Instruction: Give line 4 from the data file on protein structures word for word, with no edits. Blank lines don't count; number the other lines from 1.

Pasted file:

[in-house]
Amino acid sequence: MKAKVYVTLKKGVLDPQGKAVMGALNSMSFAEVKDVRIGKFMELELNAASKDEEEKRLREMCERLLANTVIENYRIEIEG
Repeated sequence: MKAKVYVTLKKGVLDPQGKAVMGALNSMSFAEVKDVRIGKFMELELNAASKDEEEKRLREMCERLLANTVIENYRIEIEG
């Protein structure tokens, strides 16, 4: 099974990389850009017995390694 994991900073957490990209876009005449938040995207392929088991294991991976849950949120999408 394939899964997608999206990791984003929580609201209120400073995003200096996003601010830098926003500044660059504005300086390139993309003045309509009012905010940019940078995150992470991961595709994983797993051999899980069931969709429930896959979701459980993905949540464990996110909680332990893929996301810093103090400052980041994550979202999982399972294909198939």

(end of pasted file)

């Protein structure tokens, strides 16, 4: 099974990389850009017995390694 994991900073957490990209876009005449938040995207392929088991294991991976849950949120999408 394939899964997608999206990791984003929580609201209120400073995003200096996003601010830098926003500044660059504005300086390139993309003045309509009012905010940019940078995150992470991961595709994983797993051999899980069931969709429930896959979701459980993905949540464990996110909680332990893929996301810093103090400052980041994550979202999982399972294909198939």